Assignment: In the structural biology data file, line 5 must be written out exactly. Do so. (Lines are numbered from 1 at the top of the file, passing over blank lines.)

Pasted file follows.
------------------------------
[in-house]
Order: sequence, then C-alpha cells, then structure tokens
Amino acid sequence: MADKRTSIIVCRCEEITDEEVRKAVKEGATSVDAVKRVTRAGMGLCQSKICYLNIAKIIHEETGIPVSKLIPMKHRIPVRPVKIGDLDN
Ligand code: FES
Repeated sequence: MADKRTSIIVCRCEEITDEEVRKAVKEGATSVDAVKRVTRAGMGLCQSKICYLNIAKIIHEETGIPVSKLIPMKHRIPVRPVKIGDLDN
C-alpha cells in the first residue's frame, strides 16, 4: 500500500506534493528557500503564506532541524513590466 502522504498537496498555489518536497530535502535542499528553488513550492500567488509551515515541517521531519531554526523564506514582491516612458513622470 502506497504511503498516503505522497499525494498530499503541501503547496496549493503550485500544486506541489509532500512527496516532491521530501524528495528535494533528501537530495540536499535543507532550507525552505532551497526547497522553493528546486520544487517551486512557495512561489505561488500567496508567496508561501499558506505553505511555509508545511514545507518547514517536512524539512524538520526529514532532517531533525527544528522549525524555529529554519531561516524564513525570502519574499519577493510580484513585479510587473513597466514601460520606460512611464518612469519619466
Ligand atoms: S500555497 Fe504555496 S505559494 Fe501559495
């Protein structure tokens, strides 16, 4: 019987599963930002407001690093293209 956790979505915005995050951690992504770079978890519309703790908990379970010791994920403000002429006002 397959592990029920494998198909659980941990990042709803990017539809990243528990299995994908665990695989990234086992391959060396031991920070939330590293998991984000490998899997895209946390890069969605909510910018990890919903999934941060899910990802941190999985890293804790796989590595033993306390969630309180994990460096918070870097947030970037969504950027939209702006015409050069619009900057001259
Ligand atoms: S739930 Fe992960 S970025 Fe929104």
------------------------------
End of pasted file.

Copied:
Repeated sequence: MADKRTSIIVCRCEEITDEEVRKAVKEGATSVDAVKRVTRAGMGLCQSKICYLNIAKIIHEETGIPVSKLIPMKHRIPVRPVKIGDLDN